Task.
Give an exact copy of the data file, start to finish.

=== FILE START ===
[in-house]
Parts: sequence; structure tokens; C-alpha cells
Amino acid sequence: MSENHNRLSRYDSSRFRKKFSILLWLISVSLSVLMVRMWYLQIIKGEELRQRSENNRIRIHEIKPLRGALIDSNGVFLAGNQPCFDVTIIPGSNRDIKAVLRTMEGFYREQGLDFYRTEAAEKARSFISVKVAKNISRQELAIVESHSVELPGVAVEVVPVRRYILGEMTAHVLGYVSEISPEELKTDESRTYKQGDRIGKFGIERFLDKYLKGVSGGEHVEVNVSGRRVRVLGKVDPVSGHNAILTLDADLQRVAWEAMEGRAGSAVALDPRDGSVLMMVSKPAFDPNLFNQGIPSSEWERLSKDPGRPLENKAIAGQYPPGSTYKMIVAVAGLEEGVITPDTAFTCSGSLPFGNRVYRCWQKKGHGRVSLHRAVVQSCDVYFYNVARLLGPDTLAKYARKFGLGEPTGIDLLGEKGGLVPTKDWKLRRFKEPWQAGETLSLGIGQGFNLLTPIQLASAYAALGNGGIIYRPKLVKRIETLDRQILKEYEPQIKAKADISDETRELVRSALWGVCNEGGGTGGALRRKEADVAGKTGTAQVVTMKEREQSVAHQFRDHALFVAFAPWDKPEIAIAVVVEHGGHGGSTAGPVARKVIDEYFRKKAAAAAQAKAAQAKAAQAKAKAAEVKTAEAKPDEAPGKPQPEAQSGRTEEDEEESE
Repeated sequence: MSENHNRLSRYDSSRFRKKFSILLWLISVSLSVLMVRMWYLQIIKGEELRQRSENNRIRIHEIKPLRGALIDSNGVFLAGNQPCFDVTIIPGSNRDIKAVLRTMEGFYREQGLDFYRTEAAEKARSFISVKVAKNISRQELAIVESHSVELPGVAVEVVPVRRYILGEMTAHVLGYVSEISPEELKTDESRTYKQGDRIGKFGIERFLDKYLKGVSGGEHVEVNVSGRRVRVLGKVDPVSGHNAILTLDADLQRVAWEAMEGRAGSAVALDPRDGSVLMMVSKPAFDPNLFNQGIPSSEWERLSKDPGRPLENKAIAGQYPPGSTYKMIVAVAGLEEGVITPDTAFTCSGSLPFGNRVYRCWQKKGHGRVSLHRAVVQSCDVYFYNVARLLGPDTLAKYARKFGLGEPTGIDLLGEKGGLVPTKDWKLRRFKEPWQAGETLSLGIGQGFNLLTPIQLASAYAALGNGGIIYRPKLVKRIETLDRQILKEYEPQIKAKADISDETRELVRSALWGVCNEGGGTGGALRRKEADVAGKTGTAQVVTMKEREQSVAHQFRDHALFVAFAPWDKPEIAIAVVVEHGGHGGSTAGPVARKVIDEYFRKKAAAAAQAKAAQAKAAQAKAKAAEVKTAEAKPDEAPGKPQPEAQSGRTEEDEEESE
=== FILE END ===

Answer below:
[in-house]
Parts: sequence; structure tokens; C-alpha cells
Amino acid sequence: MSENHNRLSRYDSSRFRKKFSILLWLISVSLSVLMVRMWYLQIIKGEELRQRSENNRIRIHEIKPLRGALIDSNGVFLAGNQPCFDVTIIPGSNRDIKAVLRTMEGFYREQGLDFYRTEAAEKARSFISVKVAKNISRQELAIVESHSVELPGVAVEVVPVRRYILGEMTAHVLGYVSEISPEELKTDESRTYKQGDRIGKFGIERFLDKYLKGVSGGEHVEVNVSGRRVRVLGKVDPVSGHNAILTLDADLQRVAWEAMEGRAGSAVALDPRDGSVLMMVSKPAFDPNLFNQGIPSSEWERLSKDPGRPLENKAIAGQYPPGSTYKMIVAVAGLEEGVITPDTAFTCSGSLPFGNRVYRCWQKKGHGRVSLHRAVVQSCDVYFYNVARLLGPDTLAKYARKFGLGEPTGIDLLGEKGGLVPTKDWKLRRFKEPWQAGETLSLGIGQGFNLLTPIQLASAYAALGNGGIIYRPKLVKRIETLDRQILKEYEPQIKAKADISDETRELVRSALWGVCNEGGGTGGALRRKEADVAGKTGTAQVVTMKEREQSVAHQFRDHALFVAFAPWDKPEIAIAVVVEHGGHGGSTAGPVARKVIDEYFRKKAAAAAQAKAAQAKAAQAKAKAAEVKTAEAKPDEAPGKPQPEAQSGRTEEDEEESE
Repeated sequence: MSENHNRLSRYDSSRFRKKFSILLWLISVSLSVLMVRMWYLQIIKGEELRQRSENNRIRIHEIKPLRGALIDSNGVFLAGNQPCFDVTIIPGSNRDIKAVLRTMEGFYREQGLDFYRTEAAEKARSFISVKVAKNISRQELAIVESHSVELPGVAVEVVPVRRYILGEMTAHVLGYVSEISPEELKTDESRTYKQGDRIGKFGIERFLDKYLKGVSGGEHVEVNVSGRRVRVLGKVDPVSGHNAILTLDADLQRVAWEAMEGRAGSAVALDPRDGSVLMMVSKPAFDPNLFNQGIPSSEWERLSKDPGRPLENKAIAGQYPPGSTYKMIVAVAGLEEGVITPDTAFTCSGSLPFGNRVYRCWQKKGHGRVSLHRAVVQSCDVYFYNVARLLGPDTLAKYARKFGLGEPTGIDLLGEKGGLVPTKDWKLRRFKEPWQAGETLSLGIGQGFNLLTPIQLASAYAALGNGGIIYRPKLVKRIETLDRQILKEYEPQIKAKADISDETRELVRSALWGVCNEGGGTGGALRRKEADVAGKTGTAQVVTMKEREQSVAHQFRDHALFVAFAPWDKPEIAIAVVVEHGGHGGSTAGPVARKVIDEYFRKKAAAAAQAKAAQAKAAQAKAKAAEVKTAEAKPDEAPGKPQPEAQSGRTEEDEEESE